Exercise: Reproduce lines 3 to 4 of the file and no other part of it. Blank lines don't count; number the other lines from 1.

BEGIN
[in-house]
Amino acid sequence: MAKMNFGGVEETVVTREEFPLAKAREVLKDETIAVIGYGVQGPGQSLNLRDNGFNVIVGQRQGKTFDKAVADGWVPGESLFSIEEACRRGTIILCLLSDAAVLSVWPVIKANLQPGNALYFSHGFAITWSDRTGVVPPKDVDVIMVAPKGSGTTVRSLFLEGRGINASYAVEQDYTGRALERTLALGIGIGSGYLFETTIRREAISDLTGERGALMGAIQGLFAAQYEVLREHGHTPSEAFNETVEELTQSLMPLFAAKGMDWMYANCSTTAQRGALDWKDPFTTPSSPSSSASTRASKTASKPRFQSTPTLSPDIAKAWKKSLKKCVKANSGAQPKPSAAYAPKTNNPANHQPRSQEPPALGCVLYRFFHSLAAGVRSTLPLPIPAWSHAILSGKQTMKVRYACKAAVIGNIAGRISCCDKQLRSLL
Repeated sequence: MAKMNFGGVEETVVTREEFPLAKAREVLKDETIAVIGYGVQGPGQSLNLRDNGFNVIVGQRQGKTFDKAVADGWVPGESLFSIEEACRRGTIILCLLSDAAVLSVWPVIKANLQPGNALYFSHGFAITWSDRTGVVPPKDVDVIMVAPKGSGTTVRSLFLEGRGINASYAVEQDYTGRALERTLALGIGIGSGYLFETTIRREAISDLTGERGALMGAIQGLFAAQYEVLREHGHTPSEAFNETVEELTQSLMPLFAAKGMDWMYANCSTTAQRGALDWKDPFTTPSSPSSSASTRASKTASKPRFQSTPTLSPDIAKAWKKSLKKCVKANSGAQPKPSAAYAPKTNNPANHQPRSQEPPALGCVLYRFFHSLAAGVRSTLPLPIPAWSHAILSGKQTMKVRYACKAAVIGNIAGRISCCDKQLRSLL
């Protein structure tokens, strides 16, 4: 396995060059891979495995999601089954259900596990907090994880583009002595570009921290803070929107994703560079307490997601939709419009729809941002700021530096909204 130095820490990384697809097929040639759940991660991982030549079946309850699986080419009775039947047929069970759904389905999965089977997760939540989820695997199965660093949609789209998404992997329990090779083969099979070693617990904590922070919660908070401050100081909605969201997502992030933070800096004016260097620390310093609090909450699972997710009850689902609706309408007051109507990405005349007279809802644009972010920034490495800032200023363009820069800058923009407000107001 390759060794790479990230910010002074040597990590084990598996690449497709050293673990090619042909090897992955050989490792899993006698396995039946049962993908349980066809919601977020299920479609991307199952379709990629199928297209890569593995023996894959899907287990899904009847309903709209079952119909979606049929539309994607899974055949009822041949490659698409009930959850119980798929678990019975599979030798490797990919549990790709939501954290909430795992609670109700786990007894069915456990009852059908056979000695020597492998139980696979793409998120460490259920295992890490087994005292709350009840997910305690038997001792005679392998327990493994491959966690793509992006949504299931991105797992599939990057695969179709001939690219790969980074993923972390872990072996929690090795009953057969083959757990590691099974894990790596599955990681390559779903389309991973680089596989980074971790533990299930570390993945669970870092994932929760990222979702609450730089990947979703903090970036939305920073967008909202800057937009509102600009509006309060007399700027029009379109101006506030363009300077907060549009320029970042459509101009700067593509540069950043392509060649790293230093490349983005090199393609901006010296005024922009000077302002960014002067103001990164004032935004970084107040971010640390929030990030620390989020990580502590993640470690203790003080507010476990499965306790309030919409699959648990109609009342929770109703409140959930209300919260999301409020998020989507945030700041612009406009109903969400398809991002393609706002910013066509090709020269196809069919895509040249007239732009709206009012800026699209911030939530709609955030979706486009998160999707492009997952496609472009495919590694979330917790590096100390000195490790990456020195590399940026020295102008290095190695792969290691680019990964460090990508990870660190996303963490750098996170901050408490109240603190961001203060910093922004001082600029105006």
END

Repeated sequence: MAKMNFGGVEETVVTREEFPLAKAREVLKDETIAVIGYGVQGPGQSLNLRDNGFNVIVGQRQGKTFDKAVADGWVPGESLFSIEEACRRGTIILCLLSDAAVLSVWPVIKANLQPGNALYFSHGFAITWSDRTGVVPPKDVDVIMVAPKGSGTTVRSLFLEGRGINASYAVEQDYTGRALERTLALGIGIGSGYLFETTIRREAISDLTGERGALMGAIQGLFAAQYEVLREHGHTPSEAFNETVEELTQSLMPLFAAKGMDWMYANCSTTAQRGALDWKDPFTTPSSPSSSASTRASKTASKPRFQSTPTLSPDIAKAWKKSLKKCVKANSGAQPKPSAAYAPKTNNPANHQPRSQEPPALGCVLYRFFHSLAAGVRSTLPLPIPAWSHAILSGKQTMKVRYACKAAVIGNIAGRISCCDKQLRSLL
């Protein structure tokens, strides 16, 4: 396995060059891979495995999601089954259900596990907090994880583009002595570009921290803070929107994703560079307490997601939709419009729809941002700021530096909204 130095820490990384697809097929040639759940991660991982030549079946309850699986080419009775039947047929069970759904389905999965089977997760939540989820695997199965660093949609789209998404992997329990090779083969099979070693617990904590922070919660908070401050100081909605969201997502992030933070800096004016260097620390310093609090909450699972997710009850689902609706309408007051109507990405005349007279809802644009972010920034490495800032200023363009820069800058923009407000107001 390759060794790479990230910010002074040597990590084990598996690449497709050293673990090619042909090897992955050989490792899993006698396995039946049962993908349980066809919601977020299920479609991307199952379709990629199928297209890569593995023996894959899907287990899904009847309903709209079952119909979606049929539309994607899974055949009822041949490659698409009930959850119980798929678990019975599979030798490797990919549990790709939501954290909430795992609670109700786990007894069915456990009852059908056979000695020597492998139980696979793409998120460490259920295992890490087994005292709350009840997910305690038997001792005679392998327990493994491959966690793509992006949504299931991105797992599939990057695969179709001939690219790969980074993923972390872990072996929690090795009953057969083959757990590691099974894990790596599955990681390559779903389309991973680089596989980074971790533990299930570390993945669970870092994932929760990222979702609450730089990947979703903090970036939305920073967008909202800057937009509102600009509006309060007399700027029009379109101006506030363009300077907060549009320029970042459509101009700067593509540069950043392509060649790293230093490349983005090199393609901006010296005024922009000077302002960014002067103001990164004032935004970084107040971010640390929030990030620390989020990580502590993640470690203790003080507010476990499965306790309030919409699959648990109609009342929770109703409140959930209300919260999301409020998020989507945030700041612009406009109903969400398809991002393609706002910013066509090709020269196809069919895509040249007239732009709206009012800026699209911030939530709609955030979706486009998160999707492009997952496609472009495919590694979330917790590096100390000195490790990456020195590399940026020295102008290095190695792969290691680019990964460090990508990870660190996303963490750098996170901050408490109240603190961001203060910093922004001082600029105006």